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"...science fiction is sort of like a sociological genome. It's a huge range of possible futures, most of them useless; some vital. You never really know in advance."
- Peter Watts

Planetary Telegraphing  
  A method for communicating with dwellers on other planets in the solar system.  

Here, in Wisconsin, is the Penokee Range of mountains, chiefly remarkable for its belt of iron ore, forty-three miles in length, unbroken and very magnetic. This deposit, averaging 300 feet in width, extends to an unknown, unfathomed depth.

"It occurred to us that we might convert the whole Penokee iron deposit into a gigantic magnet by winding wire around it. The Society of Futurity wanted to talk with other planets; and to do this we must produce on earth magnetic disturbances of great and decided violence. We must produce them periodically, too, so that by their force and their definite order of recurrence they would send a shock through vast distances, and compel the attention of dwellers on another sphere. Then they might respond with similar movements, which we could record on our magnetometers; and so we could start a conversation."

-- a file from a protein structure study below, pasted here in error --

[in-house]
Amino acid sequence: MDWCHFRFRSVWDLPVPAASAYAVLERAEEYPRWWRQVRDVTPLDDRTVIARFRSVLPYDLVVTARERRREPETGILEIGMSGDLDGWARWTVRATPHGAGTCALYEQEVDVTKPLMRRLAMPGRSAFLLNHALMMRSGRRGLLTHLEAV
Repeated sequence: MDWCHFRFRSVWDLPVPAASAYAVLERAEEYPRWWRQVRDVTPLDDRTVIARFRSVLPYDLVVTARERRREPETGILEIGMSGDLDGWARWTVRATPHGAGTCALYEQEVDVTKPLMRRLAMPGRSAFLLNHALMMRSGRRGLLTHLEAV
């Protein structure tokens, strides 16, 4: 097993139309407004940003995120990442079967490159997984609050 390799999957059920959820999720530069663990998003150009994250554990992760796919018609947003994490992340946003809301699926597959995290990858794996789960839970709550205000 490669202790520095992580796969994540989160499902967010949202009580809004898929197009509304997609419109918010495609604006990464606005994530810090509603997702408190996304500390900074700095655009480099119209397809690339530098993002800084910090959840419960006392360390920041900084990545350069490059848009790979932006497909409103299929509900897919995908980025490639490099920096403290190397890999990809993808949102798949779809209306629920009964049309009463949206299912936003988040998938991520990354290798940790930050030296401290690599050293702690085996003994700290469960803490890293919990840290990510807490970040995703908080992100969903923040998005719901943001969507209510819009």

"See those telegraph poles?"

"There are five hundred turns of that wire," his new guardian went on; "and each turn is eighty-six miles in length. They encircle this whole mouton mass of iron, which is their core, and make it a colossal magnet, with which we do our planetary telegraphing."

From In the Deep of Time, by George Parsons Lathrop.
Published by Not known in 1879
Additional resources -

Compare to the method of communicating with extraterrestrials proposed in From the Earth to the Moon, the 1867 novel published by Jules Verne.

This is a very ambitious method for interplanetary communication.

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Additional resources:
  More Ideas and Technology from In the Deep of Time
  More Ideas and Technology by George Parsons Lathrop
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